Kia Ora! Hello, New Zealand, we finally meet! After almost a year of booking and planning, I have arrived in the beautiful “Kiwi” country.
My time in New Zealand was spent on a Kiwi Experience bus tour. My tour in the big green coach bus started in Auckland, spending 22 days driving around the North and South Islands.
I was immediately impressed by the gorgeous landscape surrounding me each day. Rolling green hills, farms with fields full of cows and sheep and stunning snow capped mountains and crystal clear blue lakes fit for a postcard.
Our green bus consisted of 45 backpackers aged 18-30 from The U.K., Finland, United States, Norway, Wales, Germany, Scotland, and South Africa. Our driver Scotty grew up on the North Island and he had plenty of insight on the best activities to do and places to see. My tour started and finished in Auckland. 1/3 of New Zealanders call Auckland home so as you can imagine it was quite a big and busy city. Going down the North Island we spent time in the towns of Hot Water Beach, Waitomo, Rotatua, Taupo, River Valley and Wellington. We then took a 3 hr ferry ride to the South Island where we visited Abel Tasman, Westport, Lake Mahinapua, Franz Joseph, Wanaka, Queenstown, Lake Tekapo, Christchurch and Kaikoura before looping back through to the North Island and ending in Auckland. I won’t go into too much detail about what I did each day. Instead I’ll tell you about a few of my favourite days and activities and share my pictures from each city.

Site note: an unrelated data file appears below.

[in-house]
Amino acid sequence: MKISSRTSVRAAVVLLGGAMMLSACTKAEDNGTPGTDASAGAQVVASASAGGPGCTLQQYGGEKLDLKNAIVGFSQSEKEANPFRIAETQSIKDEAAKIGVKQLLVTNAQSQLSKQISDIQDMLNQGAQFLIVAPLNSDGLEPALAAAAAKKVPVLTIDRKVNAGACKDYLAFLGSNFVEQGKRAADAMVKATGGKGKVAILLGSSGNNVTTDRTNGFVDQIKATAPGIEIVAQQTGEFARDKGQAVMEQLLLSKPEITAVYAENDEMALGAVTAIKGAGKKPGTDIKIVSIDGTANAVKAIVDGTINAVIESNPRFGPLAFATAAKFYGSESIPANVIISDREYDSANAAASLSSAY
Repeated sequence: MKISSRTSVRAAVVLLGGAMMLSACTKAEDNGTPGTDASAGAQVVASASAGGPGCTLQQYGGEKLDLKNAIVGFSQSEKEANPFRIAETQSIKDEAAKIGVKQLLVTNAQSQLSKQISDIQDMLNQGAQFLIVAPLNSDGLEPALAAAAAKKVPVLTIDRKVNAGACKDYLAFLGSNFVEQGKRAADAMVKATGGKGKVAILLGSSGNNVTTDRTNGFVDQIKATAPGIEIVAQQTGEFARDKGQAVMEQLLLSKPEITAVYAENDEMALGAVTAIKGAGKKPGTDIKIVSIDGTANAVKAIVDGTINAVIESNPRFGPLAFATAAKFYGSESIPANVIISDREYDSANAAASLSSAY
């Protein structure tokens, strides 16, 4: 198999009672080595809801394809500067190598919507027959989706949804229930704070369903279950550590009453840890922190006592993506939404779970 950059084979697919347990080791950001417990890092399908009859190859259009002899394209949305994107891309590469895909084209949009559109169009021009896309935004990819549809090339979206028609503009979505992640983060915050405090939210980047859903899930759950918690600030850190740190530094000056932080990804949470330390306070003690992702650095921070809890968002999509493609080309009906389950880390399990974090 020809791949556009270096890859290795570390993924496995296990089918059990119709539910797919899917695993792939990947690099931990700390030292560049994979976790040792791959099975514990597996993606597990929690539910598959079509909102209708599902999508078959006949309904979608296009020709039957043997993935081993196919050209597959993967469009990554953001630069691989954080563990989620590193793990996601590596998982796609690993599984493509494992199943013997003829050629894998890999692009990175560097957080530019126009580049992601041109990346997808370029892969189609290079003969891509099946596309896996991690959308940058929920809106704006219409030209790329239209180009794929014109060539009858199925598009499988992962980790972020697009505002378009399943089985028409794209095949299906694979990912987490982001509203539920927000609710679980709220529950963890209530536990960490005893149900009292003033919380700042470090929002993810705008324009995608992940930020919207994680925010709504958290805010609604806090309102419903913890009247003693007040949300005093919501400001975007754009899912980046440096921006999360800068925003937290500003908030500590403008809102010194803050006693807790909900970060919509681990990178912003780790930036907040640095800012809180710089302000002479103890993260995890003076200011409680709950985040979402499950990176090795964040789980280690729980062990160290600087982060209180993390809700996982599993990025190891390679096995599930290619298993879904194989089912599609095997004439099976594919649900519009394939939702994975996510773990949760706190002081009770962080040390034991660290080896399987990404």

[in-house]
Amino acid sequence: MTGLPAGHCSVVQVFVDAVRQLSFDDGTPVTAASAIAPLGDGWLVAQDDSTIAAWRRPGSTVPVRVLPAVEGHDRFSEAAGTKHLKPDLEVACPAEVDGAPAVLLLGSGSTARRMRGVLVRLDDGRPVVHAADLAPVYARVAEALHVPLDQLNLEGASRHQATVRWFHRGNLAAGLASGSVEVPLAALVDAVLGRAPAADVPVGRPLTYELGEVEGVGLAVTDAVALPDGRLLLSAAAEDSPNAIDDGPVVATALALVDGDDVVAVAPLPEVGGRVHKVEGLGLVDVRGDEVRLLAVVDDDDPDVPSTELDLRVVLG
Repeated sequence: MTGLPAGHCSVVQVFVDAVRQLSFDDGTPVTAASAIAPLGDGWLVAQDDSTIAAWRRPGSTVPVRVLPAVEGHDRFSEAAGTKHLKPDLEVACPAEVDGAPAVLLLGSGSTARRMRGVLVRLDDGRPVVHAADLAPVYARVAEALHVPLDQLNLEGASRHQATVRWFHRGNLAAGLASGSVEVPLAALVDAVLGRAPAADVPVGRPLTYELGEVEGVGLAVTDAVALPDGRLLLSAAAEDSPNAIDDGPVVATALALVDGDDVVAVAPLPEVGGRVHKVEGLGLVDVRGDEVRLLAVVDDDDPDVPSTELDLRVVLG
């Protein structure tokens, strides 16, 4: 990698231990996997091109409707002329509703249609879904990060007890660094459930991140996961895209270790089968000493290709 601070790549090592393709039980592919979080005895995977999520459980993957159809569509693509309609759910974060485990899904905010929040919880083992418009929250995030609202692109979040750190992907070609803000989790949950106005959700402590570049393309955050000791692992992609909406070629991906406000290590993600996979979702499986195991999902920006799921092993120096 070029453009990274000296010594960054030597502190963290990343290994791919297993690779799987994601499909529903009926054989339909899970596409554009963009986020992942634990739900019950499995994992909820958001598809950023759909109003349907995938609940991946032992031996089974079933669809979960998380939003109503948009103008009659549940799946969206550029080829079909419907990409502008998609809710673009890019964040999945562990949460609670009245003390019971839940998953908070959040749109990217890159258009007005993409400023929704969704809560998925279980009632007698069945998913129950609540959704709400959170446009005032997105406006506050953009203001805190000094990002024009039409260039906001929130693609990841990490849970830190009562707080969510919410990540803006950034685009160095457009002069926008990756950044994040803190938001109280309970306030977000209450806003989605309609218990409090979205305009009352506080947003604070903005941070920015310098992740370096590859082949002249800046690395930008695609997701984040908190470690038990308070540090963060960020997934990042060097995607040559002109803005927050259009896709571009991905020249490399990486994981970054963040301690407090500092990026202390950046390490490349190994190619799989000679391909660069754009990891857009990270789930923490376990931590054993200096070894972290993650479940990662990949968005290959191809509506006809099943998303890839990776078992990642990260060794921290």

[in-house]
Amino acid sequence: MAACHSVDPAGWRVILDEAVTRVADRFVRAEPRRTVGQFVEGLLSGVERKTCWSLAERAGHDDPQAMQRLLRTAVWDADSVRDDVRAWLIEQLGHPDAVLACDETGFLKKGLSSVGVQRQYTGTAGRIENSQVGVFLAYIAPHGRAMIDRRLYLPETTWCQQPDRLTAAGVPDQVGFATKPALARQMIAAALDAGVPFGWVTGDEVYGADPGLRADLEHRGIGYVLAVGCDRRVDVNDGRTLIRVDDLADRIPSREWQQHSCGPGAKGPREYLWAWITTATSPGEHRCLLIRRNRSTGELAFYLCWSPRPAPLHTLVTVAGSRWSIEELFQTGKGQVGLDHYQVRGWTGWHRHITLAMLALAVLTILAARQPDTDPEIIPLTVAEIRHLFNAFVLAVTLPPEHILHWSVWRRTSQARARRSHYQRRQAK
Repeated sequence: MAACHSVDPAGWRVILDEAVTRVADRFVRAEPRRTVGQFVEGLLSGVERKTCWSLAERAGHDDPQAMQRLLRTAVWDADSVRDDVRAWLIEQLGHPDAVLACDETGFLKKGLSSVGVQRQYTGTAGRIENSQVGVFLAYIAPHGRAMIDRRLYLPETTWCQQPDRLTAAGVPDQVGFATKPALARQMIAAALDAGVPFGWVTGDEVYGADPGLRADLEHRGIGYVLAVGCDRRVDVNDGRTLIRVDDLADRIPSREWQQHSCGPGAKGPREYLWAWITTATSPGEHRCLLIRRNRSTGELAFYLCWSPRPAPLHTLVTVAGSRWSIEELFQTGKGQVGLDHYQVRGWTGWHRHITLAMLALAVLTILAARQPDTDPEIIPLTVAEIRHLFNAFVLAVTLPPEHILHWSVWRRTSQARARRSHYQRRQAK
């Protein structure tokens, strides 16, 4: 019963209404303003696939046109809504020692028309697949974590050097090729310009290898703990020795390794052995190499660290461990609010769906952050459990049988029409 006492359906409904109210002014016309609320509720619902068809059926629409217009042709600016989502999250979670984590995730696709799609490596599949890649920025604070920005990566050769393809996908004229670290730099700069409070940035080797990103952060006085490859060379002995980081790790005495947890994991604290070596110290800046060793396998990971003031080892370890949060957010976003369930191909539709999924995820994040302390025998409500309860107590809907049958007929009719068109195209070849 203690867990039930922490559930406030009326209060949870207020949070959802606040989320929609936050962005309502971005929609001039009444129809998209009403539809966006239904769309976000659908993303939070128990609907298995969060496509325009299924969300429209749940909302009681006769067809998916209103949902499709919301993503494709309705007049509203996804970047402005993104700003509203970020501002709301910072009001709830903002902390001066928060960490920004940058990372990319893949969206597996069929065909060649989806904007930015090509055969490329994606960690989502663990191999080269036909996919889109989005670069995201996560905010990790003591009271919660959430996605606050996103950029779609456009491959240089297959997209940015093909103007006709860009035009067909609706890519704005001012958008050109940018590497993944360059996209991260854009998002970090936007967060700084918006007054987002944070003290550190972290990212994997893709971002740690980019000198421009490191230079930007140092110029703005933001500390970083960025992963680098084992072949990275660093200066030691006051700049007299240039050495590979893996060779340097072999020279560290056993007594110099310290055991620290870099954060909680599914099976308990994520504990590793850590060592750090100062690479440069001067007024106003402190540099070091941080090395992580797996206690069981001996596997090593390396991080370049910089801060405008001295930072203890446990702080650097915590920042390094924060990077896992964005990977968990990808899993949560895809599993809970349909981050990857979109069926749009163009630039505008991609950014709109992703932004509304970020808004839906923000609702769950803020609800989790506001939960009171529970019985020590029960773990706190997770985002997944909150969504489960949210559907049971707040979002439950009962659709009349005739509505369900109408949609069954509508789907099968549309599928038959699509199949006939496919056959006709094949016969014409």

I’ll start off telling you about Hot Water Beach. This was where we stopped for our first night. The beach is famous for it’s hot thermal natural spas. Volcanic activity dating back to 20 million years ago is the catalyst for the hot springs that are a feature of Hot Water Beach. Water seeping through fissures in the base rock leach down to the hot molten magma many thousands of metres below the earth’s surface, only to be sent back to the surface as hot water exiting through the hot springs on the beach and in the Te Waiwaiwe Creek which runs alongside the beach. At low tide the hot mineral water seeping up through the sand attracts large numbers of visitors who dig their pools in the sand and enjoy their natural spa. I and several of my new tour friends had such a fun time digging small holes in the sand and dipping our feet in the hot water.